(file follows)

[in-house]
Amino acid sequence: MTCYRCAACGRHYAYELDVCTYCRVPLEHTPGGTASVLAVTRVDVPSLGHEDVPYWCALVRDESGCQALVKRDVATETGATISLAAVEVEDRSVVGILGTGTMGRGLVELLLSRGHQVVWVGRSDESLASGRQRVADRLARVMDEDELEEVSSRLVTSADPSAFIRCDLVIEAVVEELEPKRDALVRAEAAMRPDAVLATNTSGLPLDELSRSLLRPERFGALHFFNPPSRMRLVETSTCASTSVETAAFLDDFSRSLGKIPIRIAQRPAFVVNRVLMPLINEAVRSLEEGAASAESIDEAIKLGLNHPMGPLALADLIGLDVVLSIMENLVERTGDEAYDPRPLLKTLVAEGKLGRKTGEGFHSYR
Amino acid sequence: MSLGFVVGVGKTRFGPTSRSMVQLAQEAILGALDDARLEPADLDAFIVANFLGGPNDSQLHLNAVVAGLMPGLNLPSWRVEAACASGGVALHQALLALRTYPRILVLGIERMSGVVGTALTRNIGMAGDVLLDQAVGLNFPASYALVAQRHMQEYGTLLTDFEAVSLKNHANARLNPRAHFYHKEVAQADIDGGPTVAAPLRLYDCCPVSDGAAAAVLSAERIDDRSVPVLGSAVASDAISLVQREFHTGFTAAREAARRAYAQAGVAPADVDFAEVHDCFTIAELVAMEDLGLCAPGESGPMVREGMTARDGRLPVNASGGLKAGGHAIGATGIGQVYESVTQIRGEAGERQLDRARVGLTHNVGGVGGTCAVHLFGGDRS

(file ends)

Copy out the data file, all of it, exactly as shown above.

[in-house]
Amino acid sequence: MTCYRCAACGRHYAYELDVCTYCRVPLEHTPGGTASVLAVTRVDVPSLGHEDVPYWCALVRDESGCQALVKRDVATETGATISLAAVEVEDRSVVGILGTGTMGRGLVELLLSRGHQVVWVGRSDESLASGRQRVADRLARVMDEDELEEVSSRLVTSADPSAFIRCDLVIEAVVEELEPKRDALVRAEAAMRPDAVLATNTSGLPLDELSRSLLRPERFGALHFFNPPSRMRLVETSTCASTSVETAAFLDDFSRSLGKIPIRIAQRPAFVVNRVLMPLINEAVRSLEEGAASAESIDEAIKLGLNHPMGPLALADLIGLDVVLSIMENLVERTGDEAYDPRPLLKTLVAEGKLGRKTGEGFHSYR
Amino acid sequence: MSLGFVVGVGKTRFGPTSRSMVQLAQEAILGALDDARLEPADLDAFIVANFLGGPNDSQLHLNAVVAGLMPGLNLPSWRVEAACASGGVALHQALLALRTYPRILVLGIERMSGVVGTALTRNIGMAGDVLLDQAVGLNFPASYALVAQRHMQEYGTLLTDFEAVSLKNHANARLNPRAHFYHKEVAQADIDGGPTVAAPLRLYDCCPVSDGAAAAVLSAERIDDRSVPVLGSAVASDAISLVQREFHTGFTAAREAARRAYAQAGVAPADVDFAEVHDCFTIAELVAMEDLGLCAPGESGPMVREGMTARDGRLPVNASGGLKAGGHAIGATGIGQVYESVTQIRGEAGERQLDRARVGLTHNVGGVGGTCAVHLFGGDRS